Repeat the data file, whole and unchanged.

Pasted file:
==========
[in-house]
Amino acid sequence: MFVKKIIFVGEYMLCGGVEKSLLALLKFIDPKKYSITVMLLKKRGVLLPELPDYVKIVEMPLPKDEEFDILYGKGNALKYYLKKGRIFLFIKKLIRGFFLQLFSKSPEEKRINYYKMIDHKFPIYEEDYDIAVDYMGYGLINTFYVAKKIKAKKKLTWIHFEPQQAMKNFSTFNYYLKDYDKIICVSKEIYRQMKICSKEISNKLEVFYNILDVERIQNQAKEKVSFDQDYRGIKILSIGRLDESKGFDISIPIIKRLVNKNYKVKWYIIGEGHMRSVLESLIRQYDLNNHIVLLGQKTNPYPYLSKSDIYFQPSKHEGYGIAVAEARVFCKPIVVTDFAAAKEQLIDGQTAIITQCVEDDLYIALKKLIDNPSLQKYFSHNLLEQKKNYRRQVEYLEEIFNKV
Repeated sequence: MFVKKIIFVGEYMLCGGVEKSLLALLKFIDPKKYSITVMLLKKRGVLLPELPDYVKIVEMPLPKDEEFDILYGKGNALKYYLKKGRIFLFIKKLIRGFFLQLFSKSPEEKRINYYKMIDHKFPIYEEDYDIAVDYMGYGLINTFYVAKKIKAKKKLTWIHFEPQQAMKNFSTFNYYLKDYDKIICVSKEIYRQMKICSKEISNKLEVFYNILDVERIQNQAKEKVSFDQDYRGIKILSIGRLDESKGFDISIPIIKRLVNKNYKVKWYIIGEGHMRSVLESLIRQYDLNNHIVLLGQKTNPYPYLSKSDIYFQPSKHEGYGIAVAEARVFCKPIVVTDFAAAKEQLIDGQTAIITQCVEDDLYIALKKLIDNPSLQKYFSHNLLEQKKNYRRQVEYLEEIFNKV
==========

[in-house]
Amino acid sequence: MFVKKIIFVGEYMLCGGVEKSLLALLKFIDPKKYSITVMLLKKRGVLLPELPDYVKIVEMPLPKDEEFDILYGKGNALKYYLKKGRIFLFIKKLIRGFFLQLFSKSPEEKRINYYKMIDHKFPIYEEDYDIAVDYMGYGLINTFYVAKKIKAKKKLTWIHFEPQQAMKNFSTFNYYLKDYDKIICVSKEIYRQMKICSKEISNKLEVFYNILDVERIQNQAKEKVSFDQDYRGIKILSIGRLDESKGFDISIPIIKRLVNKNYKVKWYIIGEGHMRSVLESLIRQYDLNNHIVLLGQKTNPYPYLSKSDIYFQPSKHEGYGIAVAEARVFCKPIVVTDFAAAKEQLIDGQTAIITQCVEDDLYIALKKLIDNPSLQKYFSHNLLEQKKNYRRQVEYLEEIFNKV
Repeated sequence: MFVKKIIFVGEYMLCGGVEKSLLALLKFIDPKKYSITVMLLKKRGVLLPELPDYVKIVEMPLPKDEEFDILYGKGNALKYYLKKGRIFLFIKKLIRGFFLQLFSKSPEEKRINYYKMIDHKFPIYEEDYDIAVDYMGYGLINTFYVAKKIKAKKKLTWIHFEPQQAMKNFSTFNYYLKDYDKIICVSKEIYRQMKICSKEISNKLEVFYNILDVERIQNQAKEKVSFDQDYRGIKILSIGRLDESKGFDISIPIIKRLVNKNYKVKWYIIGEGHMRSVLESLIRQYDLNNHIVLLGQKTNPYPYLSKSDIYFQPSKHEGYGIAVAEARVFCKPIVVTDFAAAKEQLIDGQTAIITQCVEDDLYIALKKLIDNPSLQKYFSHNLLEQKKNYRRQVEYLEEIFNKV